Adder on Carnmenellis

I saw my first adder today on Carnmenellis G/DC-006

I was really chuffed (or should that be choughed, in Cornwall?) until I realised that I was walking through classic adder habitat with no discernable path to follow, no stick to advertise my presence, and no gaiters. Hmmmm. Anyway, I completed the activation and returned to the car without seeing any more - mixed feelings about that! :o)


In reply to G4AZS:
Nothing to worry about, Adrian, they are very sensitive to vibrations and will usually move away at a quite surprising speed, which is why you don’t see them too often even where they are common!


Brian G8ADD

In reply to G4AZS:
We have many over here too. Last Monday I was taking my dog Lucho out for a run in the country together with my neighbour and her 2 dogs.
We were walking on the popular Way of St. James (Camino de Santiago) as we live right close to it.
We had growing cereal fields at both sides of our way and all 3 dogs were running, playing and having fun inside the cereal field.
The cereal plant is now growing and its a bit higher than half a meter, so our not too big dogs were below the cereal plants level.
At one point Lucho barked/shouted in pain and after a short while returned to our way, but I immediately realised that something was going wrong, as Lucho was sitting on his rear legs, not walking and shaking nervously his head as to get rid of something bothering him. It’s very rare seeing my dog sitting during his walks. It usually runs up and down all the time without a rest. Lucho is a bit less than 2 years old, so it’s full of energy.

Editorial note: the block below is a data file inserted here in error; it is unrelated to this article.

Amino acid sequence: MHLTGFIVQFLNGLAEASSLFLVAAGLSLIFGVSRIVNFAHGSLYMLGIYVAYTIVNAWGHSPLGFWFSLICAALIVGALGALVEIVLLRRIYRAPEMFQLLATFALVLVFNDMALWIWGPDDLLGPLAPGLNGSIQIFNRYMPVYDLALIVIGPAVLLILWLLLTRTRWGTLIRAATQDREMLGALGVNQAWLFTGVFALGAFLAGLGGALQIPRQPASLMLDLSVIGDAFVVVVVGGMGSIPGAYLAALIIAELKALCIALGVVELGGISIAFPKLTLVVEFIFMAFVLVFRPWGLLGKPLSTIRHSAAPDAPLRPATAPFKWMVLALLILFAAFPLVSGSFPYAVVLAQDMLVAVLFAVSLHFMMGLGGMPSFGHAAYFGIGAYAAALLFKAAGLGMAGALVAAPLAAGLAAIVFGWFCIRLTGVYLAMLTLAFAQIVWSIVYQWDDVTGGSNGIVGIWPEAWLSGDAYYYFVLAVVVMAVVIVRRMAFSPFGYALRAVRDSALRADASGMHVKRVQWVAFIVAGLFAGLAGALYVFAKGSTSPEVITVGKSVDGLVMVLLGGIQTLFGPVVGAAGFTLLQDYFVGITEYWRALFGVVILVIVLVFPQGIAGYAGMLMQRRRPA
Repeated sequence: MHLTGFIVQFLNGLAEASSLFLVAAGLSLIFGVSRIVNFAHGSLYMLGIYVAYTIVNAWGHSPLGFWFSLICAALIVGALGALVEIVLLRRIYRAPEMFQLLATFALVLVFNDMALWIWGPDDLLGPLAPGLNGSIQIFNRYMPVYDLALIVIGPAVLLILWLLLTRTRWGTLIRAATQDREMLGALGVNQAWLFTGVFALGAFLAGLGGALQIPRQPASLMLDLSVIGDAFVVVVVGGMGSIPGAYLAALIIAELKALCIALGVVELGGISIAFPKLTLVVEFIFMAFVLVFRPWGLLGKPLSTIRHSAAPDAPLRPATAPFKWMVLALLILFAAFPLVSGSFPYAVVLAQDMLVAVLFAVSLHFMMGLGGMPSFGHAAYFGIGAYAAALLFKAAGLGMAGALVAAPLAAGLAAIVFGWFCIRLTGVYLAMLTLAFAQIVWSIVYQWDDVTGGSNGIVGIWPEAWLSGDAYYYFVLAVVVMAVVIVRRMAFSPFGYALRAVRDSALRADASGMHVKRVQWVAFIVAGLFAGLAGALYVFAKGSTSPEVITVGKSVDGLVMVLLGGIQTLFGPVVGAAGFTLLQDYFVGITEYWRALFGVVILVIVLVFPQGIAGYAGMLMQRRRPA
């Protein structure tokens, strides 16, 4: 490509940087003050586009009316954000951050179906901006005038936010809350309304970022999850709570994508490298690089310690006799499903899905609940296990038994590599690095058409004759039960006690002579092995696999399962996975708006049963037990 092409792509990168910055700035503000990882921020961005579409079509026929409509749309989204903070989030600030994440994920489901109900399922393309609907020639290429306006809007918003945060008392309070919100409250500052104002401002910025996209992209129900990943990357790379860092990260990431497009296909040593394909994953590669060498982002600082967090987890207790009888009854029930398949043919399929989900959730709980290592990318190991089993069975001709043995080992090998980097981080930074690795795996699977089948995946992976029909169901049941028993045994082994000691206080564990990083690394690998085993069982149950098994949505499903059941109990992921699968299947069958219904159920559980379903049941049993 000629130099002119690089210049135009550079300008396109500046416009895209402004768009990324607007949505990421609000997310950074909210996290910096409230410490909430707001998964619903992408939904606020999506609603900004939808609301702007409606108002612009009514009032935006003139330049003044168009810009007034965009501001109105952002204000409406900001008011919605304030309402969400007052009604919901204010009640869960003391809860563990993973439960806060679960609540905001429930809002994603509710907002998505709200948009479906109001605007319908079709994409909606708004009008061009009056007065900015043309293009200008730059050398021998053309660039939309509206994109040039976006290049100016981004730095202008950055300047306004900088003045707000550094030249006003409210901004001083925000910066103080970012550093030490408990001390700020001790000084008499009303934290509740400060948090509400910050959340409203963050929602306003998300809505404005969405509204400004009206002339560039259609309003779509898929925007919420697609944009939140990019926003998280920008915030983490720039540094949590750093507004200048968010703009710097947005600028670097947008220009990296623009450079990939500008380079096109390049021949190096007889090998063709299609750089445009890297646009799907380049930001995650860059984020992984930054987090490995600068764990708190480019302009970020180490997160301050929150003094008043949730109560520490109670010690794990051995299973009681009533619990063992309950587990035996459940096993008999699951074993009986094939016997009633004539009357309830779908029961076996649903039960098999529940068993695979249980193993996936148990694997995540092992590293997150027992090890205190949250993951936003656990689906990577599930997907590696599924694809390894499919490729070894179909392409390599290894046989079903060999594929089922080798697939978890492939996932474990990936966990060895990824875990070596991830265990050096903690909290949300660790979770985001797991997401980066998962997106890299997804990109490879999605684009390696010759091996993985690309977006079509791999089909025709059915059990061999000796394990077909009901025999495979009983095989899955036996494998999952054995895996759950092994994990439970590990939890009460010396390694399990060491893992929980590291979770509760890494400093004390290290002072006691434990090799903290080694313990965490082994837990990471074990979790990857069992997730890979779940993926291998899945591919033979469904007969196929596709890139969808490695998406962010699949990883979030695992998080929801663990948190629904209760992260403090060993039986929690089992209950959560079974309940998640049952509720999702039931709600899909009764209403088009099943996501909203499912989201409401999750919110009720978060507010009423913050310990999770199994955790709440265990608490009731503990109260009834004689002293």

It remained kind of knocked out for some time not willing or not being able to walk, shaking his head and sometimes rubbing his neck on the grass as to try to get rid of something it felt added to it.
After a period of time it started to walk and run and things seemed to be slowly returning to normal.
I didn’t see anything due to the cereal plants being too high for that, but I’d bet that an adder or other type of snake bit Lucho somewhere in his neck.
Its long hair makes it very difficult to find a wound on its body.
Well, this season is when the snakes wake up and get out after their winter hybernation, so bear in mind they may be amidst the tall weeds.
Walking out of paths on tall grass or similar is something to avoid unless the necessary precautions had been taken.
Good luck.
73 de Guru - EA2IF